10 Most Beautiful Castles in Egypt

Updated On October 5, 2023
The Citadel of Salah El-Din

Egypt is no stranger to beautiful castles, with a number of astounding structures that are sure to take visitors’ breath away.

This nation’s lengthy military history would indicate that there will be no shortage of castles for visitors to take in and this guide goes a long way towards explaining the best locations.

There is a wide range of iconic castles in Egypt and these paradises are best experienced in person.

To learn more about each of these castles and the amenities that they have to offer, please be sure to check out the following guide.

The Citadel of Salah El-Din

This Islamic-era fortification is located in Cairo and was constructed back in 1176.

The castle served as a way to protect the Egyptian city from its enemies and subsequent rulers continued to add to the structure.

It’s a very intriguing structure from an aesthetic standpoint as well, as it has been built into the side of a hill and spans four floors across one of the city’s highest plateaus.

From the 13th to 19th centuries, it served as the government seat for Egypt.

Rulers of the nation resided here for 700 years.

Nowadays, public visitors flock from all over the world.

The historical military museum and the Great Mohamed Ali mosque are favored attractions, as visitors are given the chance to check out miles’ worth of passageways and chambers.

Shali Castle

Located in Siwa, this castle looks like something out of a dream.

It’s a stunningly unique archaeological site that has to be seen to be believed.

If you have ever seen it for yourself, it resembles an enormous sand castle.

Thanks to the Shali Fortress and Village Initiative in the Siwa Oasis, the castle has been restored and local tour guides are more than happy to help you explore.

The native Berbers and/or Imazighen community are believed to be responsible for the castle’s initial construction.

The material that was used to create the Shali Castle allows for its unique appearance.

The mixture is known as “salty kershef“, which is comprised of mud, salt, and minerals that have been derived from the nearby Siwan salt lake.

Saladin Castle

Those who are fascinated with the ruins of Ayyubid, Abbasi, Crusades, and Mamluk will find much to enjoy when they visit Saladin Castle in Sinai.

Outside of Cairo, this is the most well-preserved Ayyubid Castle from ancient times.

The structure dates all the way back to 1116 AD and served as one of the most crucial stops on the Egyptian trade route of the time period.

It’s a common destination for those who are visiting the Egyptian city of Taba.

The castle itself is located atop a sandy island that can be reached with a simple day trip.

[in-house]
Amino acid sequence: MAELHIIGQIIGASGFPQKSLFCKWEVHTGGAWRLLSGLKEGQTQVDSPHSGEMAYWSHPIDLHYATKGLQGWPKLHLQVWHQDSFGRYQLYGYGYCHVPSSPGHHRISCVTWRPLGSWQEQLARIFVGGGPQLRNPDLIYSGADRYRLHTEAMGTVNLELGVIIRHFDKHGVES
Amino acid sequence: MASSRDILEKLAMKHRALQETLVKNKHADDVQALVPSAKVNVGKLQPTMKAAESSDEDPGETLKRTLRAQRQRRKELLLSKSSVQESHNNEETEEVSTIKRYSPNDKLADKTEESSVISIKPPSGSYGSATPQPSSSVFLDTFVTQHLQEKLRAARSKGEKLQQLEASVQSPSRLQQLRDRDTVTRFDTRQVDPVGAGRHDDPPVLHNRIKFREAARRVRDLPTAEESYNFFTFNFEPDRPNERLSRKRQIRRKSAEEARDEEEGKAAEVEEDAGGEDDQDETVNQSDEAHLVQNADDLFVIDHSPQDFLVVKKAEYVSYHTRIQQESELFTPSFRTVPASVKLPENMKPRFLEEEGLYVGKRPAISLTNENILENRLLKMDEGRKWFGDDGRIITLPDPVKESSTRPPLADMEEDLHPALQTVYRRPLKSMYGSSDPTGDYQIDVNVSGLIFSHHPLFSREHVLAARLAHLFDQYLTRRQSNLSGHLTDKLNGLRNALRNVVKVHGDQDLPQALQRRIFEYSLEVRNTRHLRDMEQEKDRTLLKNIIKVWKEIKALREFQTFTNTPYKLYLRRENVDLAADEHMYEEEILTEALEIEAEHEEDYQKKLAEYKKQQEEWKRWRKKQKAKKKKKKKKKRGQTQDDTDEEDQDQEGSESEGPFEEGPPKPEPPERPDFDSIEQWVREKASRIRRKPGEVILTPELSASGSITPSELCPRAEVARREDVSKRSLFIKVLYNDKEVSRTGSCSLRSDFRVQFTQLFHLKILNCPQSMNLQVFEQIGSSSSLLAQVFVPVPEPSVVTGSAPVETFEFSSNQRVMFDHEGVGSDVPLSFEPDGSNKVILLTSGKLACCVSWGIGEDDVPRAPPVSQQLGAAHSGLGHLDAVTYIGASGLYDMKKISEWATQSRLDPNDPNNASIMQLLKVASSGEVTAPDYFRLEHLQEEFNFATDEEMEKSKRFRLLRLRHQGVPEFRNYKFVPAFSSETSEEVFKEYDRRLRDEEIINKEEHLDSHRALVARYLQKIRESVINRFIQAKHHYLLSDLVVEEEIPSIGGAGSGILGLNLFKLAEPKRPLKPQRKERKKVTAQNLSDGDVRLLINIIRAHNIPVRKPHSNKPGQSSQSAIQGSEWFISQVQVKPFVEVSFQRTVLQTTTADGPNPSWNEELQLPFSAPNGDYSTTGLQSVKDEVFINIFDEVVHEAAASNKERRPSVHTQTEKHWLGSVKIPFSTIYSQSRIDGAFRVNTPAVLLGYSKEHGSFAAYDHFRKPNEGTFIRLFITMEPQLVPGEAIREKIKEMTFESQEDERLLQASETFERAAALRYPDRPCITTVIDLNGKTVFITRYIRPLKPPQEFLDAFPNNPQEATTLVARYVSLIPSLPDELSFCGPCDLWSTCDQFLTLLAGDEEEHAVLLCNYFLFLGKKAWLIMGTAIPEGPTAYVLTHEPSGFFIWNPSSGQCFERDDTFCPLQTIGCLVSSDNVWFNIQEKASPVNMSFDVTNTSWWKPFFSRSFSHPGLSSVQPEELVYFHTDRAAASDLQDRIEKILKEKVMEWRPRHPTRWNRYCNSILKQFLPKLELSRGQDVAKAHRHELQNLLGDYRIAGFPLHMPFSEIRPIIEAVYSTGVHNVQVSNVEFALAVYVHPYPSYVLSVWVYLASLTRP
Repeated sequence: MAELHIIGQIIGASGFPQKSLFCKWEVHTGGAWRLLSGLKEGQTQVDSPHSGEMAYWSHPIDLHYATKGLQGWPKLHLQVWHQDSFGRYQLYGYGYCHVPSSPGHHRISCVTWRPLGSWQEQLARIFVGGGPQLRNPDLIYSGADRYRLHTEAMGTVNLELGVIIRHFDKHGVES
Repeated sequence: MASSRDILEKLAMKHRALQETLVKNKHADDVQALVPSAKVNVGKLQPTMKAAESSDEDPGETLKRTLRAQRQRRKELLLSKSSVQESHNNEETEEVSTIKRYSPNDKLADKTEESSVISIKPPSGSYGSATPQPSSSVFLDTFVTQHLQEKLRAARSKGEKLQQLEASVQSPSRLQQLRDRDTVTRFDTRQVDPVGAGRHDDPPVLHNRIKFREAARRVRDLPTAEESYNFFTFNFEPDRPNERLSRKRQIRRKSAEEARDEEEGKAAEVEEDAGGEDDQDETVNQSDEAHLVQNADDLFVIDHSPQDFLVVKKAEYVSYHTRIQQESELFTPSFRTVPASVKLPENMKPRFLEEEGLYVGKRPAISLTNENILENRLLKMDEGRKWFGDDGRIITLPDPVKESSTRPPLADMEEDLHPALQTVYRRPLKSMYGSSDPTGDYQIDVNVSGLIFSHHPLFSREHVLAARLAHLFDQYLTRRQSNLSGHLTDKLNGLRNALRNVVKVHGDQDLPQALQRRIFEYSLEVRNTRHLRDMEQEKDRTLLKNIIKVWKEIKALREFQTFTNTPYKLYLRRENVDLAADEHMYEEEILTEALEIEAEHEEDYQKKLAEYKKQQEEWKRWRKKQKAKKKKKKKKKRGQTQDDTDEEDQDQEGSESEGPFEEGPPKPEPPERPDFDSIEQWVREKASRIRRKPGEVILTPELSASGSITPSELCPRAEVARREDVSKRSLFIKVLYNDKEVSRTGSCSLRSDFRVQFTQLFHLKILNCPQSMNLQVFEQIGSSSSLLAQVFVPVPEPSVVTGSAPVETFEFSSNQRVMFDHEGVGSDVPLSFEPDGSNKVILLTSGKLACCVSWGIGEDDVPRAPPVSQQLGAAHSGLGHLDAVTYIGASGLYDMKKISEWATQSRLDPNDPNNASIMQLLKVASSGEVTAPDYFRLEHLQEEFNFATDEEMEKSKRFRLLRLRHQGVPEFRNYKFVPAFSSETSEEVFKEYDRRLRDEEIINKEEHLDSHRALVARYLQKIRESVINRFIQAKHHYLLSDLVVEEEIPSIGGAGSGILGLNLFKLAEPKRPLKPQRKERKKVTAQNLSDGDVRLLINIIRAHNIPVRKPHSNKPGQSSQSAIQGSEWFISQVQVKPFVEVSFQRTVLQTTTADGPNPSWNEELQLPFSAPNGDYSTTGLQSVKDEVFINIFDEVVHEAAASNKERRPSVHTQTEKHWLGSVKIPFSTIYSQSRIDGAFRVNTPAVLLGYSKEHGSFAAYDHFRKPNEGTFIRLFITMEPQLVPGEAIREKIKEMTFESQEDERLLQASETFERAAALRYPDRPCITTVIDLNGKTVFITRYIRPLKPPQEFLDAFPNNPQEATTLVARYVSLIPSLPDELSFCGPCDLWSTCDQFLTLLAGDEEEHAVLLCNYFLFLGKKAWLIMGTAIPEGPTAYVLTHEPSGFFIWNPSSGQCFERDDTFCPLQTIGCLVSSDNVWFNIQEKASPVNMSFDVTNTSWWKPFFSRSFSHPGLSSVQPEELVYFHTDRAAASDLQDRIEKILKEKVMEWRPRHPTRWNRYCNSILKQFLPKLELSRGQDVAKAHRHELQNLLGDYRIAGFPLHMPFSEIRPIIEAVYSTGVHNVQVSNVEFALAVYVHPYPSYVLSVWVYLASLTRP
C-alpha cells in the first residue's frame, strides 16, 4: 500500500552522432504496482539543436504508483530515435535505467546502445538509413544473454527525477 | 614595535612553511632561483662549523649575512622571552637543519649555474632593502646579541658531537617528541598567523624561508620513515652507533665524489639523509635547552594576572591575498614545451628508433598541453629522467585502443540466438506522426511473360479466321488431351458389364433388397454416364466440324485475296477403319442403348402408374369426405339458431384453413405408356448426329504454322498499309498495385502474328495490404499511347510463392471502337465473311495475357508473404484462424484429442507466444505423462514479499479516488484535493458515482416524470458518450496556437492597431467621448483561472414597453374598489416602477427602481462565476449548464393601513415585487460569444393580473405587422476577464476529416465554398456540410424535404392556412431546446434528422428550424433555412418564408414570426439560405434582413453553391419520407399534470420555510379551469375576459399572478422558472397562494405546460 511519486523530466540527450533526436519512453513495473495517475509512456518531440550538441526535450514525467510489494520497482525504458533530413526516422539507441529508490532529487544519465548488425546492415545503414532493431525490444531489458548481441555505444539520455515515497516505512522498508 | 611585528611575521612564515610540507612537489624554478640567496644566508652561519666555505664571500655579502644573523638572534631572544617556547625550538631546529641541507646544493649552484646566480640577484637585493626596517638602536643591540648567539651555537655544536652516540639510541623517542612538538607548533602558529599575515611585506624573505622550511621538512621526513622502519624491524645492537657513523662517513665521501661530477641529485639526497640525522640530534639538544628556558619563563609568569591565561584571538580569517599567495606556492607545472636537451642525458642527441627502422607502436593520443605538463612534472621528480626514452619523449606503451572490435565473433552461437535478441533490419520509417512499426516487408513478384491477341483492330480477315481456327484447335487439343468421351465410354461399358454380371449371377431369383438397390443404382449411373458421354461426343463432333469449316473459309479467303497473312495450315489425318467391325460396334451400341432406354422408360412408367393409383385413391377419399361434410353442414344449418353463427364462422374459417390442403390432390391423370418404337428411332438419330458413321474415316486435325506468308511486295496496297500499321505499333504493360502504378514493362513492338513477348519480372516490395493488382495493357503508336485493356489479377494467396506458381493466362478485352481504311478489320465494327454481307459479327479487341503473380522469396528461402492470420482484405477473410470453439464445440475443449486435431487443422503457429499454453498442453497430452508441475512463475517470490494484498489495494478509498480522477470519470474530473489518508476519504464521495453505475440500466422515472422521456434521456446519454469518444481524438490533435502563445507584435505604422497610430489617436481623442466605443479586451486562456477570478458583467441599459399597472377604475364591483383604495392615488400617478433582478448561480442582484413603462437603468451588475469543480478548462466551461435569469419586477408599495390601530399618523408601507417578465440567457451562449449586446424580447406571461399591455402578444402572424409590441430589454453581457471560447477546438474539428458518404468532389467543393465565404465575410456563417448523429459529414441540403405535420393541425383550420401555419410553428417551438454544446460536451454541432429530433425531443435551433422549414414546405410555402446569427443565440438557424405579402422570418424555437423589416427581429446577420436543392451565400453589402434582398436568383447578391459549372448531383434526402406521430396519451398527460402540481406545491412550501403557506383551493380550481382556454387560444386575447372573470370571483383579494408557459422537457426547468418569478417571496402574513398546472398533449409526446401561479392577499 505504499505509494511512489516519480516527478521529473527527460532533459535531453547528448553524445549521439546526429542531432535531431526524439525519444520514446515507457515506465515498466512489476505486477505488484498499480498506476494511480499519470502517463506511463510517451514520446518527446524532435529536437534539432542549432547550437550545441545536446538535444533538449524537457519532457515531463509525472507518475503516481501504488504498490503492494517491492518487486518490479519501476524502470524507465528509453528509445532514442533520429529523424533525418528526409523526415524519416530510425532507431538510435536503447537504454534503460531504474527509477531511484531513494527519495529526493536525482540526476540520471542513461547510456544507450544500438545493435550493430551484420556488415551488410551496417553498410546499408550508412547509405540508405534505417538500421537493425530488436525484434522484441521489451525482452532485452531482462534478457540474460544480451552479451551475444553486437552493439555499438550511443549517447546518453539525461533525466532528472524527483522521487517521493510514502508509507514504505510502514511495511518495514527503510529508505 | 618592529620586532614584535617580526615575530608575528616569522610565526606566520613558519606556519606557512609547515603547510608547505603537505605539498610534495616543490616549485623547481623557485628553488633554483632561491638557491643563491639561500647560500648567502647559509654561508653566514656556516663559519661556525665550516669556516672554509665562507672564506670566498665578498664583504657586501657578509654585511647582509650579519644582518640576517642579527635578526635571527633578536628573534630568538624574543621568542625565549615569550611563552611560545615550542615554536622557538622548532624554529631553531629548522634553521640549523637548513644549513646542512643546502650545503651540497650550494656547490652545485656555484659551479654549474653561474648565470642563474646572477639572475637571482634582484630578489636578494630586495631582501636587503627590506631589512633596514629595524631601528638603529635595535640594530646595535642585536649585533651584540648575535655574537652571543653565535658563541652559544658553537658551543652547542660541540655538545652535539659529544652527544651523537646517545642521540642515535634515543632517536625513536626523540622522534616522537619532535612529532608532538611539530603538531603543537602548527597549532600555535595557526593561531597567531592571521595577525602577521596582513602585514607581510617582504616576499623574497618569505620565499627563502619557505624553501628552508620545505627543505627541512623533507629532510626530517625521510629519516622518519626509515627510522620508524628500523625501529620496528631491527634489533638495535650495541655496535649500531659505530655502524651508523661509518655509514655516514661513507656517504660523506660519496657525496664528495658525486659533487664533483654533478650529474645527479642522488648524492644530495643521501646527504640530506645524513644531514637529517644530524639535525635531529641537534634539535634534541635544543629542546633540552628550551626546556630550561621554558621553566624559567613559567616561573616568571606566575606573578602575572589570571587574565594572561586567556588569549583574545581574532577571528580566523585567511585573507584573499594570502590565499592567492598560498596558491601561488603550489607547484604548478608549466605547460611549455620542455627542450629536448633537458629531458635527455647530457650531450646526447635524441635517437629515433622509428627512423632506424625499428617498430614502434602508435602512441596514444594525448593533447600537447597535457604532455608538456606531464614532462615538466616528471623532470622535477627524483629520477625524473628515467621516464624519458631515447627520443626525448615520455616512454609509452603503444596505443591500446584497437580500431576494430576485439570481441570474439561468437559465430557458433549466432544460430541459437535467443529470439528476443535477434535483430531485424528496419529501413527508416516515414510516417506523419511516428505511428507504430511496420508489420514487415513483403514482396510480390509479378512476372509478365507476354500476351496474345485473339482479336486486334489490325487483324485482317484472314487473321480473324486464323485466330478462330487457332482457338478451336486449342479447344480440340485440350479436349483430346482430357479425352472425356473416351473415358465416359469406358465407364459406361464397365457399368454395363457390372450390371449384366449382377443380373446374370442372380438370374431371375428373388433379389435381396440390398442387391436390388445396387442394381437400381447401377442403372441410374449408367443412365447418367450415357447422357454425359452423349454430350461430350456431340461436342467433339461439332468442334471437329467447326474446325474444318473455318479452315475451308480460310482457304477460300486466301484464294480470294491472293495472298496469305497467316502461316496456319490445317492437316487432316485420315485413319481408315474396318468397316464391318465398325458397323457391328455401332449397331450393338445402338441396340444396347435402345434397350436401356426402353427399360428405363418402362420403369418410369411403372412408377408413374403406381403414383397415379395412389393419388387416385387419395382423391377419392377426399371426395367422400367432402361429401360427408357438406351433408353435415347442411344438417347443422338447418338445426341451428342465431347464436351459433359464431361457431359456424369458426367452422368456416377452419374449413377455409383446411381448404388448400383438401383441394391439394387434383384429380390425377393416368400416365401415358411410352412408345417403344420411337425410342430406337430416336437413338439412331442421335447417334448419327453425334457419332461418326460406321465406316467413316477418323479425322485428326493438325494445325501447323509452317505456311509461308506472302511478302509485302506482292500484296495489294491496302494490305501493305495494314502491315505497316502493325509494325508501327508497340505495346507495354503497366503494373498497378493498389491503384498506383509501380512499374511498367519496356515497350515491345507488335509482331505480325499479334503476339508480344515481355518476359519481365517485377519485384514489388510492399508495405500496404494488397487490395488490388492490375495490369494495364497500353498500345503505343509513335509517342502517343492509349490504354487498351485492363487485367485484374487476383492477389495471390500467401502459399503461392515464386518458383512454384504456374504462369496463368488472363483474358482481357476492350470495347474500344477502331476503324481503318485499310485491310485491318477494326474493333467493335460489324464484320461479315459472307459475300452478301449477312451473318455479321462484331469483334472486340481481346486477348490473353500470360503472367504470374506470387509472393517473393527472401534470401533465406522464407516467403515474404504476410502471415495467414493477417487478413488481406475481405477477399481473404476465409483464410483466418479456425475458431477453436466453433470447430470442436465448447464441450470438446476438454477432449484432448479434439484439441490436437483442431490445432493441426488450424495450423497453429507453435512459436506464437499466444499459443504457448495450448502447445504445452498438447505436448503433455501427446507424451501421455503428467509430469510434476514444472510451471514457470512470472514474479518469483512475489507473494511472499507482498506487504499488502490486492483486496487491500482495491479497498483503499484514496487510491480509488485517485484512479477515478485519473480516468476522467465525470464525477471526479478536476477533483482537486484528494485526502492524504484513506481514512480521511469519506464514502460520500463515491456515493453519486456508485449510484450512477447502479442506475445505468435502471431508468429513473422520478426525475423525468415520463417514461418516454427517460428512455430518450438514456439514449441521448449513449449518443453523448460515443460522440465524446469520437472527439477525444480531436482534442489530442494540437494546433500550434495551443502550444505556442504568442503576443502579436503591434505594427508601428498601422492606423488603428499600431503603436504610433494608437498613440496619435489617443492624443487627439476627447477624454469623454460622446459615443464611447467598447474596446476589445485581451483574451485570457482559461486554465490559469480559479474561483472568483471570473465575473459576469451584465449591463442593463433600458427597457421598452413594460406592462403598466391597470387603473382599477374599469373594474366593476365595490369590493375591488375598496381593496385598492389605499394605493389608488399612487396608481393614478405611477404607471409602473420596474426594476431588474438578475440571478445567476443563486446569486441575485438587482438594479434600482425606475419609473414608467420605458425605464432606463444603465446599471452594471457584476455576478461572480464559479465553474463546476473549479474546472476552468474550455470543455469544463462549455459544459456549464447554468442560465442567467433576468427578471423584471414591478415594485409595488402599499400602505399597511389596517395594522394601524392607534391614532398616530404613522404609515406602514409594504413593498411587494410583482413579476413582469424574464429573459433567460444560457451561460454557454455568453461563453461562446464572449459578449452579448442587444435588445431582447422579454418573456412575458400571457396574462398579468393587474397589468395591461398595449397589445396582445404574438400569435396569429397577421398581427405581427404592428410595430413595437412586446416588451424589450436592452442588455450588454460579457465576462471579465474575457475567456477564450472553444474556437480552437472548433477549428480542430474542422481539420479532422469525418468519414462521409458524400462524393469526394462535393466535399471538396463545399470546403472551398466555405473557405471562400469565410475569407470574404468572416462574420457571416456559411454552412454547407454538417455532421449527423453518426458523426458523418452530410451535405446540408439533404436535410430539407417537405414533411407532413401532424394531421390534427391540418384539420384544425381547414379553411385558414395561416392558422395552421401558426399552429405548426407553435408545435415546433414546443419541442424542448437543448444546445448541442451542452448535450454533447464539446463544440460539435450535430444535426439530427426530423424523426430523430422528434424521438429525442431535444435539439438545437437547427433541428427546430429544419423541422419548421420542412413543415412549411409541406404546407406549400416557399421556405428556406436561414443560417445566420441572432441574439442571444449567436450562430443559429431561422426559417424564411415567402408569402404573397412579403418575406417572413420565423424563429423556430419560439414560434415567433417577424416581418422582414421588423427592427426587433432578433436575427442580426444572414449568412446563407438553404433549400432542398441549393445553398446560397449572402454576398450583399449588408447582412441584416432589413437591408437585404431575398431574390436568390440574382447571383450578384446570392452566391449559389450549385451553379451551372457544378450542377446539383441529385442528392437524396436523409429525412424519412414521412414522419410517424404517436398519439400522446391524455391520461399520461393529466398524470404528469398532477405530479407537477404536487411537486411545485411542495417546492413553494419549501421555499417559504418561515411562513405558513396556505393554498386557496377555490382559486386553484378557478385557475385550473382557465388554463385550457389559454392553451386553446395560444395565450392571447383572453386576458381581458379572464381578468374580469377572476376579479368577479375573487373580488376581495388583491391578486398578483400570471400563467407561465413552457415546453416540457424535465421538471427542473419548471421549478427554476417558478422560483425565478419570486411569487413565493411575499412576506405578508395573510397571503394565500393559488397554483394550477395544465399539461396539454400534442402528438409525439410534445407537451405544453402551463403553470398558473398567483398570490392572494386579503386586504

There are all sorts of affordable hotels in the area so that visitors are able to spend the day and tour the castle.

Castle Zaman

This castle was built in modern times and has been designed to mimic the designs of medieval times.

When you arrive here, you are treated to the sort of views that few other locations can match.

The mountains of Sinai are behind you, while the Red Sea is in front.

Zaman means “castle of the past” in Arabic and Hani Roshdi’s love for medieval architecture shows.

He completed the structure in 2003.

No steel or concrete has been included in the construction of this castle and the attention to detail is on full display.

These tours have become very popular and visitors are advised to arrive as early as possible so that they are able to beat out the initial rush.

Bab Zuwelia

The Cairo gate of Bab Zuwelia has been in existence for over a thousand years now.

During the Ottoman period, it was also known by the name Bawabbat al-Mitwali.

It is one of the final remaining gates at the Old City of Cairo, the Egyptian capital.

When the vizier of the time period had a second wall built around the city, Bab Zuwelia became the southern gate.

The twin towers at Bab Zuwelia can still be accessed, although the climb is steep.

Executions were once performed on the Bab Zuwelia platform as well.

Visitors can still visit this historical landmark, as there are a couple of different tours to choose from.

Some may select the half-day tours or the full-day tours of Cairo, depending on their personal interest levels.

Bab al-Fatuh

To build on the previous entry, Bab al-Fatuh is another one of the aforementioned three walls that were constructed around the city of Cairo.

The vizier Badr al-Jamali is responsible for the construction of this wall, which took place during the Fatimid imam-caliph Mustansir’s reign.

Shafts were provided so that boiling hot water could be poured onto attackers and arrow slits were also created.

Much like Bab Zuwelia, Cairo visitors will have every opportunity to check out this gate if they are so inclined.

Half-day and full-day tours are offered.

Bab al-Fatuh is especially fun to check out, especially for those who are able to appreciate the geometric and vegetal motifs that this gate has to offer.